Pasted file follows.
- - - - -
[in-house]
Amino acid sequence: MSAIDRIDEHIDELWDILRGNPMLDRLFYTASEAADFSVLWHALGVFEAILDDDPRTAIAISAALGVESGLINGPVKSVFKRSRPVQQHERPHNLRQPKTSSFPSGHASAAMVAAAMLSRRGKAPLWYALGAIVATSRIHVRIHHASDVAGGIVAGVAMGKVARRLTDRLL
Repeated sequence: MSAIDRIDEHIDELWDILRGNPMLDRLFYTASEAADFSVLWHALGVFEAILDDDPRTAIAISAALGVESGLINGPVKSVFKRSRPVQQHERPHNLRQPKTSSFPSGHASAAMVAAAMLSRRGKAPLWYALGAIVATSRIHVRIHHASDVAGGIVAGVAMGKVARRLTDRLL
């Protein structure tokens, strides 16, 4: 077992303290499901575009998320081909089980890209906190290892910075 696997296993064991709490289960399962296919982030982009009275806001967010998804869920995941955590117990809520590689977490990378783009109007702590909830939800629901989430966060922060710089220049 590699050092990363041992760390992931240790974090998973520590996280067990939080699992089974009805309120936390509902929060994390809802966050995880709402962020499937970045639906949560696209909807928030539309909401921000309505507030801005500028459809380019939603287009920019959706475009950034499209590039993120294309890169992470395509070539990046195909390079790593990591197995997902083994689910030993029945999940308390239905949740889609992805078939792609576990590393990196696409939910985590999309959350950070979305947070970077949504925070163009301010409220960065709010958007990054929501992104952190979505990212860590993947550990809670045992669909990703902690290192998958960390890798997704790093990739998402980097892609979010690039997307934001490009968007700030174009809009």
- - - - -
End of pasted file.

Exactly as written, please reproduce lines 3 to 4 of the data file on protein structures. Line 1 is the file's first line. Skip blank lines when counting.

Repeated sequence: MSAIDRIDEHIDELWDILRGNPMLDRLFYTASEAADFSVLWHALGVFEAILDDDPRTAIAISAALGVESGLINGPVKSVFKRSRPVQQHERPHNLRQPKTSSFPSGHASAAMVAAAMLSRRGKAPLWYALGAIVATSRIHVRIHHASDVAGGIVAGVAMGKVARRLTDRLL
């Protein structure tokens, strides 16, 4: 077992303290499901575009998320081909089980890209906190290892910075 696997296993064991709490289960399962296919982030982009009275806001967010998804869920995941955590117990809520590689977490990378783009109007702590909830939800629901989430966060922060710089220049 590699050092990363041992760390992931240790974090998973520590996280067990939080699992089974009805309120936390509902929060994390809802966050995880709402962020499937970045639906949560696209909807928030539309909401921000309505507030801005500028459809380019939603287009920019959706475009950034499209590039993120294309890169992470395509070539990046195909390079790593990591197995997902083994689910030993029945999940308390239905949740889609992805078939792609576990590393990196696409939910985590999309959350950070979305947070970077949504925070163009301010409220960065709010958007990054929501992104952190979505990212860590993947550990809670045992669909990703902690290192998958960390890798997704790093990739998402980097892609979010690039997307934001490009968007700030174009809009």